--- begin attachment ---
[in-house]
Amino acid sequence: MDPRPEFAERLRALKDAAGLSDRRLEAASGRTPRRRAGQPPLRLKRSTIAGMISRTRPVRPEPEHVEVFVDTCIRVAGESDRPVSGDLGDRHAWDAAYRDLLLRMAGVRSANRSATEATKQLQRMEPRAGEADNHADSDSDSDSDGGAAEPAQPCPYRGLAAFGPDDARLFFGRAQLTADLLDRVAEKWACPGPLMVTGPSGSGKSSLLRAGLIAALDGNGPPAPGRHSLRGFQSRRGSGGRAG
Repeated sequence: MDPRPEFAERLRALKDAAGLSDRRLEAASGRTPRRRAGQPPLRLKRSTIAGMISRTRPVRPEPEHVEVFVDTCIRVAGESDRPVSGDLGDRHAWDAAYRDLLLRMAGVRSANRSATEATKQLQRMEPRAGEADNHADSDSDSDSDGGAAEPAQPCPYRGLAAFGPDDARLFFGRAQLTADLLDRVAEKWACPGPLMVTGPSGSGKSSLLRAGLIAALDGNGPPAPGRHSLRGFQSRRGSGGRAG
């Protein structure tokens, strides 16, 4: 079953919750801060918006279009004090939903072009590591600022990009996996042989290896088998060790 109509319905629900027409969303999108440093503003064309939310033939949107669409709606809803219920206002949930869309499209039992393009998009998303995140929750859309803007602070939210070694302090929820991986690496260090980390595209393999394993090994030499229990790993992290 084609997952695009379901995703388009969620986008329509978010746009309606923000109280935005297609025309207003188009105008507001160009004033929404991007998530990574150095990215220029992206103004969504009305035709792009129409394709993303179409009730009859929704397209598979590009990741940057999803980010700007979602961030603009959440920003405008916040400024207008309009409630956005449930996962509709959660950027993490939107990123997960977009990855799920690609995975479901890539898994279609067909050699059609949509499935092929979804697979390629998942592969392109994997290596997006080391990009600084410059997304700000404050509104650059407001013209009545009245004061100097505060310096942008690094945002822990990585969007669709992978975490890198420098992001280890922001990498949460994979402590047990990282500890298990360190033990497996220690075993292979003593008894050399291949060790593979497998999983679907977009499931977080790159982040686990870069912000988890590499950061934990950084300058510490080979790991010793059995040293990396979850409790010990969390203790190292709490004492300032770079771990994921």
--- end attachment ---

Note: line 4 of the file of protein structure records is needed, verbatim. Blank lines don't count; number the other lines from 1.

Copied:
């Protein structure tokens, strides 16, 4: 079953919750801060918006279009004090939903072009590591600022990009996996042989290896088998060790 109509319905629900027409969303999108440093503003064309939310033939949107669409709606809803219920206002949930869309499209039992393009998009998303995140929750859309803007602070939210070694302090929820991986690496260090980390595209393999394993090994030499229990790993992290 084609997952695009379901995703388009969620986008329509978010746009309606923000109280935005297609025309207003188009105008507001160009004033929404991007998530990574150095990215220029992206103004969504009305035709792009129409394709993303179409009730009859929704397209598979590009990741940057999803980010700007979602961030603009959440920003405008916040400024207008309009409630956005449930996962509709959660950027993490939107990123997960977009990855799920690609995975479901890539898994279609067909050699059609949509499935092929979804697979390629998942592969392109994997290596997006080391990009600084410059997304700000404050509104650059407001013209009545009245004061100097505060310096942008690094945002822990990585969007669709992978975490890198420098992001280890922001990498949460994979402590047990990282500890298990360190033990497996220690075993292979003593008894050399291949060790593979497998999983679907977009499931977080790159982040686990870069912000988890590499950061934990950084300058510490080979790991010793059995040293990396979850409790010990969390203790190292709490004492300032770079771990994921």